The influence of a “de minimis” clause on the CO2 emissions of developing countries’ flights to or from the European Union – A Belgian case-study

Julien Matheys, Jean-Marc Timmermans, Nele Sergeant, Heijke Rombaut, Faycal-Siddikou Boureima, Joeri Van Mierlo

Research output: Chapter in Book/Report/Conference proceedingConference paper

Abstract

Statement of objectives

In the context of the inclusion of aviation in the European Emission Trading Scheme (EU-ETS), the European authorities are evaluating the possibility to include a 'de minimis' clause to the newly proposed directive (amending Directive 2003/87/EC so as to include aviation activities in the scheme for greenhouse gas emission allowance trading). This clause states that operators performing less than a defined yearly number of flights (typically less than one flight per day) to or from the European Union would be exempted from participation to the EU-ETS. This paper provides an overview of an evaluation of the effect of these possible exemptions on total CO2 emissions for flights between developing countries and the European Union. A case study is presented for flights between Belgian airports and airports located in Sub-Saharan Africa and Latin America.

Method of approach

The calculation method is based on the approach used in the Belgian Federal Research project ABC Impacts: 'Aviation and the Belgian Climate Policy: Integration options and Impacts'. The calculations are based on data provided by the Belgian Air Traffic Management operator (Belgocontrol) and include all activities taking place in the Belgian air space. On the basis of these data several kinds of flights will be excluded from the analysis to focus exclusively on developing countries. The excluded flights are: flights to/from industrialized countries, flights operated by the main operators performing scheduled flights (which easily overpass the threshold value for an exemption to participate in the EU-ETS), and flights to or from countries with a highly developed tourist activity (typically some countries in the Mediterranean region). What remains will be the flight operations to or from developing countries. Typically these flights include flights to or from 5 International Civil Aviation Organization (ICAO) code zones: G (Western Africa), H (Eastern Africa), F (Sub-Saharian Africa), S (South America) and M (Central America and the Caribbean area). In the next step, the Corinair methodology will be applied to calculate fuel consumption and CO2 emissions related to the flights described above.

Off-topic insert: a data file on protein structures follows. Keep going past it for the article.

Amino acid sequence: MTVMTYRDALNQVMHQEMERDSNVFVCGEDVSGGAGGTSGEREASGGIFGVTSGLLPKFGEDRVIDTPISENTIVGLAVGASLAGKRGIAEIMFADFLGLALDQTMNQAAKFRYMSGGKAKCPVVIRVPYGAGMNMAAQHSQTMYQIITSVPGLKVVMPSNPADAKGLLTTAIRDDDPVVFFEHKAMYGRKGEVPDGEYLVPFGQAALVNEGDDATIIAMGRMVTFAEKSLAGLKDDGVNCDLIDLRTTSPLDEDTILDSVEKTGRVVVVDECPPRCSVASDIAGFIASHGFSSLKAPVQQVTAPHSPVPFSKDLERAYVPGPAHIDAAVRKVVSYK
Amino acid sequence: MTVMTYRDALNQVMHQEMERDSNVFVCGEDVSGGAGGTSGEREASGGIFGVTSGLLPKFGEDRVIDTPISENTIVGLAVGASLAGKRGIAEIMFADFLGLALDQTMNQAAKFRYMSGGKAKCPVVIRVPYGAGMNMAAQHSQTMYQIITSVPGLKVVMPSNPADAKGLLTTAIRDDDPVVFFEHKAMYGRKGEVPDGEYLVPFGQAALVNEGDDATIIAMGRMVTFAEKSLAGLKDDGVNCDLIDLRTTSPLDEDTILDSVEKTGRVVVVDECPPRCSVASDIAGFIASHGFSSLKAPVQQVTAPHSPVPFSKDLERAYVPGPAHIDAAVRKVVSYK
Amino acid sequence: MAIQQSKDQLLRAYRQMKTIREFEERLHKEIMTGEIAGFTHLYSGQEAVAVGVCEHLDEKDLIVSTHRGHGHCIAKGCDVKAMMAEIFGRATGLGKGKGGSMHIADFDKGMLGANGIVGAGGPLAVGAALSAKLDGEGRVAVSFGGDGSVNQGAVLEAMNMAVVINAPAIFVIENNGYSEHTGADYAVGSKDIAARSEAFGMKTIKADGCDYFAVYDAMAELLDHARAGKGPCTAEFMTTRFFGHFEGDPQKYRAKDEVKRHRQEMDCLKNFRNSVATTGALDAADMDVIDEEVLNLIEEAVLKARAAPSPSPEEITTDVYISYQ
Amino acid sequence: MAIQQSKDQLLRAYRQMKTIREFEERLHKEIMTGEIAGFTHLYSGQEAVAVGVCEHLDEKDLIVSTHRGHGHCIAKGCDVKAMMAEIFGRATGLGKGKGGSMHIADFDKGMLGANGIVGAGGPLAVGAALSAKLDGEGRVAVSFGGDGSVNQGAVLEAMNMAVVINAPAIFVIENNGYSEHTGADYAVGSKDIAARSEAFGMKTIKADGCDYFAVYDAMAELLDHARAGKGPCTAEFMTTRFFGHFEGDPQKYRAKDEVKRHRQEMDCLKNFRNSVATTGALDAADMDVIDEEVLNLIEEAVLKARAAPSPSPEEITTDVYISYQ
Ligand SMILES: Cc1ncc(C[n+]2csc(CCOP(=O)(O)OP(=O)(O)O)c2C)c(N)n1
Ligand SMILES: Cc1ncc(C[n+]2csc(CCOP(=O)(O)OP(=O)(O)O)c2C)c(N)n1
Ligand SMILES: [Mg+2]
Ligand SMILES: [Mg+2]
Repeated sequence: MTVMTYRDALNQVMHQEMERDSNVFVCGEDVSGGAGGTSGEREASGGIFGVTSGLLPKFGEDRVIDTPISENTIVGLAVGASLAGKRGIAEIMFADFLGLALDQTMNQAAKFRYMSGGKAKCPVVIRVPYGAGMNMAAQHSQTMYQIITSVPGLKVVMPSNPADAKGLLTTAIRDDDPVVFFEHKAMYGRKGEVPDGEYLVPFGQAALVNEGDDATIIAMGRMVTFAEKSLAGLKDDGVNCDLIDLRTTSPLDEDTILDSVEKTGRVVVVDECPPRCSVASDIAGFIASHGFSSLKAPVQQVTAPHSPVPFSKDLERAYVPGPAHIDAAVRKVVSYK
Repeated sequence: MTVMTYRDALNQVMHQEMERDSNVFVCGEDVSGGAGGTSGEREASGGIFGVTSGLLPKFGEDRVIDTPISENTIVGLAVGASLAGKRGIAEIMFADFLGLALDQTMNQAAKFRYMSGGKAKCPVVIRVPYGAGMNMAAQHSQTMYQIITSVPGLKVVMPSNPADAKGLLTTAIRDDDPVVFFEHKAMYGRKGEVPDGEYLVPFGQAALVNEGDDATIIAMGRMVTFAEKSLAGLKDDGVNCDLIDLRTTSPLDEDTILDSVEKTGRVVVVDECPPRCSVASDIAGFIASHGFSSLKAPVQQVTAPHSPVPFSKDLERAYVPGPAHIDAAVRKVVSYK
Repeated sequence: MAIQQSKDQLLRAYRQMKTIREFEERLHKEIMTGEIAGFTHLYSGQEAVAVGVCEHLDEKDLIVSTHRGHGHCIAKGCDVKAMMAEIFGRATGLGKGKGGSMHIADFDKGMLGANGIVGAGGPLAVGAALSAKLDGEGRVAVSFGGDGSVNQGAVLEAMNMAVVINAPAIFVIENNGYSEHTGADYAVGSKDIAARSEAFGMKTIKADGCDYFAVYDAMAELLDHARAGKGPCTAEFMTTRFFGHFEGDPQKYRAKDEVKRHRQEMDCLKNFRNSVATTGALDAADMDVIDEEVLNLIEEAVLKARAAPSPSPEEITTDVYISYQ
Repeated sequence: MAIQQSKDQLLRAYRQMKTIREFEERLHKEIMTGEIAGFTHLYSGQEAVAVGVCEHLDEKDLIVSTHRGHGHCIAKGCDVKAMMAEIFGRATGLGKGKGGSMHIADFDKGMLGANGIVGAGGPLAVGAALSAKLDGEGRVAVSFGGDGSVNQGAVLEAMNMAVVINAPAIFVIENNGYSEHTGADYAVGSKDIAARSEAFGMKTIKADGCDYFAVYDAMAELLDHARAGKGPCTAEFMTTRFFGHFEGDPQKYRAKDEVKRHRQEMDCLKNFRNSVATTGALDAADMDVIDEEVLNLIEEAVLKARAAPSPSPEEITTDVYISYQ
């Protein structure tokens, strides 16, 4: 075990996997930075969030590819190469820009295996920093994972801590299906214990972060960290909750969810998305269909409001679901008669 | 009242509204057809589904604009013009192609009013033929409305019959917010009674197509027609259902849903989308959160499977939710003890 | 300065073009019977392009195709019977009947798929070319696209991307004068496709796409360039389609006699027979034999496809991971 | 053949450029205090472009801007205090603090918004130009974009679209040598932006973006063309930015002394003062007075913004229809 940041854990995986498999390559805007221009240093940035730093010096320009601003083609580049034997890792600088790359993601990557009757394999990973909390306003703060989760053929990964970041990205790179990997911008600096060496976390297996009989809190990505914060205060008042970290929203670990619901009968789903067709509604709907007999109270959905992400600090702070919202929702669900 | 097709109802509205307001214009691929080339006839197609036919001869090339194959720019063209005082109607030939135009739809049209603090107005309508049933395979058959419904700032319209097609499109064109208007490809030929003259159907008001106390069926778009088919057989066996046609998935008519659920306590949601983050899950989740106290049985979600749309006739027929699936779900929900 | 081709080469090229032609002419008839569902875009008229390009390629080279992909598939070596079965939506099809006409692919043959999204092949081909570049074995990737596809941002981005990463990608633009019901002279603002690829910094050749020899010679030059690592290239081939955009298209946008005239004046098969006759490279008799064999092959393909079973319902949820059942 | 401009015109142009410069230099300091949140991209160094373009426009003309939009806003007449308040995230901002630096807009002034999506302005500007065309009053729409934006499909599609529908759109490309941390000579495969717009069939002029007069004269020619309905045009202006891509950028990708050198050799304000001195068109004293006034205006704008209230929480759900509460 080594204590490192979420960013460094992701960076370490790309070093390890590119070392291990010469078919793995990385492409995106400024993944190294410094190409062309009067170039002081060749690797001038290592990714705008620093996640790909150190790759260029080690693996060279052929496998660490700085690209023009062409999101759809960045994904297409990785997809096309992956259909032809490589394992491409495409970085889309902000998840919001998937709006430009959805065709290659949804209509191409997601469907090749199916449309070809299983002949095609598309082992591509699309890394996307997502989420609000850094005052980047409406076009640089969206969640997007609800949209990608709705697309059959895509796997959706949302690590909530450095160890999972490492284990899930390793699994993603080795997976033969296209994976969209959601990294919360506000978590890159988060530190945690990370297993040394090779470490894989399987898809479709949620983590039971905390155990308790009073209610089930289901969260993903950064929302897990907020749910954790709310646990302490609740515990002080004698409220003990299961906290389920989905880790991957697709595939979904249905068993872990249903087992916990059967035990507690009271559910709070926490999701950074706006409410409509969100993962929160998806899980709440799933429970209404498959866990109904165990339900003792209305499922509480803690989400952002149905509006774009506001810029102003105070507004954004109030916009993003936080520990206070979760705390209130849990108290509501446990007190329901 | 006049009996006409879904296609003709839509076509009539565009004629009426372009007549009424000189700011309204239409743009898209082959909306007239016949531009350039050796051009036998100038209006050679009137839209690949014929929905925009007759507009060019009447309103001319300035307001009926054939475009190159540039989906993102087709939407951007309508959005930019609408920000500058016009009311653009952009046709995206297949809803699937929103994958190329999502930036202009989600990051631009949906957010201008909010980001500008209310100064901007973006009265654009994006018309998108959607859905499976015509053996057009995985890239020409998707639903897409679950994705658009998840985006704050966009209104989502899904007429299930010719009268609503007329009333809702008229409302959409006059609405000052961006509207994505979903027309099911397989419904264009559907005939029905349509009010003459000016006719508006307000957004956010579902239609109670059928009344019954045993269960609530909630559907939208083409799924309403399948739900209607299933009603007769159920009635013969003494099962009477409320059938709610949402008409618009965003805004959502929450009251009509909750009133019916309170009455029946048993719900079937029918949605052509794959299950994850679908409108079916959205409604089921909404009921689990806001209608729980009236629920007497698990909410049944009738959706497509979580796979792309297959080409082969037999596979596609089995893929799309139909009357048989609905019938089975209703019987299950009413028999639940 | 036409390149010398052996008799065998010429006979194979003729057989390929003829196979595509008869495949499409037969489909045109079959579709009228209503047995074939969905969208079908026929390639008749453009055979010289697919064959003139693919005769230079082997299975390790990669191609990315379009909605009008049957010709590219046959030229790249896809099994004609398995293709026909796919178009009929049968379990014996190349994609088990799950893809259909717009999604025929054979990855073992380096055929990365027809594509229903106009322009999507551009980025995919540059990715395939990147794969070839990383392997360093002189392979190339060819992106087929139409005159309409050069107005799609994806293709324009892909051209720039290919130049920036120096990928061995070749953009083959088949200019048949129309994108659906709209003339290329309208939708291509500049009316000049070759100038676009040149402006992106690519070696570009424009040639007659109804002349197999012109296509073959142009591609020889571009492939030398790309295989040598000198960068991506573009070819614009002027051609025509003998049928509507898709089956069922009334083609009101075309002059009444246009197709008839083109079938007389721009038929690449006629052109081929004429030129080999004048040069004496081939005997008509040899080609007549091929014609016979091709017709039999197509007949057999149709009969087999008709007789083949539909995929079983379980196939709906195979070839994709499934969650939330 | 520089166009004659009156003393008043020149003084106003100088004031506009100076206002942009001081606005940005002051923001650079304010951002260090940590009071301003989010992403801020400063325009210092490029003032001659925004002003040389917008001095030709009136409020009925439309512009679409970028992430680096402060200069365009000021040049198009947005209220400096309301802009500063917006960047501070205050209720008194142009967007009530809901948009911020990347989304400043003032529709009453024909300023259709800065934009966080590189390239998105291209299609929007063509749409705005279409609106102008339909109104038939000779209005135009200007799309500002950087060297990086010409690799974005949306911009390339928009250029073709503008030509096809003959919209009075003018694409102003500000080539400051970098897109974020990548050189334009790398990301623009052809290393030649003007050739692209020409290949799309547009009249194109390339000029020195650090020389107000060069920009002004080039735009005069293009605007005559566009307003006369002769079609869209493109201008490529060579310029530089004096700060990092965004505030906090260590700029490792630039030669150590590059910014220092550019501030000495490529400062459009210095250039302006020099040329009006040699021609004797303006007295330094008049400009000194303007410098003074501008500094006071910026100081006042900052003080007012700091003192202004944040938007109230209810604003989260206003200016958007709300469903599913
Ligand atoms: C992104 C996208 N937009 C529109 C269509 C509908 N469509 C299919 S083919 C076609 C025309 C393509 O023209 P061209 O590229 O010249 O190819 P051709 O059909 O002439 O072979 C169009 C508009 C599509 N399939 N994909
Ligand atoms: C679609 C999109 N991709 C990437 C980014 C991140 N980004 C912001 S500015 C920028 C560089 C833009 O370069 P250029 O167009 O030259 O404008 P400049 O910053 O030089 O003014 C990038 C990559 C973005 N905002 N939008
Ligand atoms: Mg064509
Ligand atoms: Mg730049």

Results and conclusions

An overview of the emissions originating from the exempted flights will be provided and will be put into perspective by comparing them with the total emissions due to the flights to or from Belgian airports. Moreover the efficiency of the proposed measure will be assessed. Advantages and drawbacks of the measure are discussed to put things into a broader perspective.
Original languageEnglish
Title of host publicationEnvironment and Transport in different contexts - Ghardaïa, Algeria
Publication statusPublished - 10 Feb 2009
EventFinds and Results from the Swedish Cyprus Expedition: A Gender Perspective at the Medelhavsmuseet - Stockholm, Sweden
Duration: 21 Sep 200925 Sep 2009

Publication series

NameEnvironment and Transport in different contexts - Ghardaïa, Algeria

Conference

ConferenceFinds and Results from the Swedish Cyprus Expedition: A Gender Perspective at the Medelhavsmuseet
CountrySweden
CityStockholm
Period21/09/0925/09/09

Keywords

  • European Union Emission Trading Scheme
  • Aviation
  • 'de minimis' clause
  • CO2 emissions

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